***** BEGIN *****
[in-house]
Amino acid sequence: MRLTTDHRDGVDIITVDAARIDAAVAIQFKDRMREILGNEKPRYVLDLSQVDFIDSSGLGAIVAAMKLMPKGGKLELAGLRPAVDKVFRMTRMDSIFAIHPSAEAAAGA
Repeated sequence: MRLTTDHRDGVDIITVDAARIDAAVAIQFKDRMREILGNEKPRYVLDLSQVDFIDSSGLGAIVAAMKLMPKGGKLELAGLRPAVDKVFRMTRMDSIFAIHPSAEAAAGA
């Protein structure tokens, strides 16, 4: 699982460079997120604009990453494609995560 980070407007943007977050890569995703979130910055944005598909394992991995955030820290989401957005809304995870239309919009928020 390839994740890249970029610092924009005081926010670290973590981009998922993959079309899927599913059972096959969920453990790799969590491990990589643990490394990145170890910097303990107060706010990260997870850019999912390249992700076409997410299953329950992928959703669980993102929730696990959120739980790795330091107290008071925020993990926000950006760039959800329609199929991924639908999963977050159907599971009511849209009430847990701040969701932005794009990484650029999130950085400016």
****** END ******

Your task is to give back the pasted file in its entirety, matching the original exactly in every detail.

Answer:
[in-house]
Amino acid sequence: MRLTTDHRDGVDIITVDAARIDAAVAIQFKDRMREILGNEKPRYVLDLSQVDFIDSSGLGAIVAAMKLMPKGGKLELAGLRPAVDKVFRMTRMDSIFAIHPSAEAAAGA
Repeated sequence: MRLTTDHRDGVDIITVDAARIDAAVAIQFKDRMREILGNEKPRYVLDLSQVDFIDSSGLGAIVAAMKLMPKGGKLELAGLRPAVDKVFRMTRMDSIFAIHPSAEAAAGA
């Protein structure tokens, strides 16, 4: 699982460079997120604009990453494609995560 980070407007943007977050890569995703979130910055944005598909394992991995955030820290989401957005809304995870239309919009928020 390839994740890249970029610092924009005081926010670290973590981009998922993959079309899927599913059972096959969920453990790799969590491990990589643990490394990145170890910097303990107060706010990260997870850019999912390249992700076409997410299953329950992928959703669980993102929730696990959120739980790795330091107290008071925020993990926000950006760039959800329609199929991924639908999963977050159907599971009511849209009430847990701040969701932005794009990484650029999130950085400016």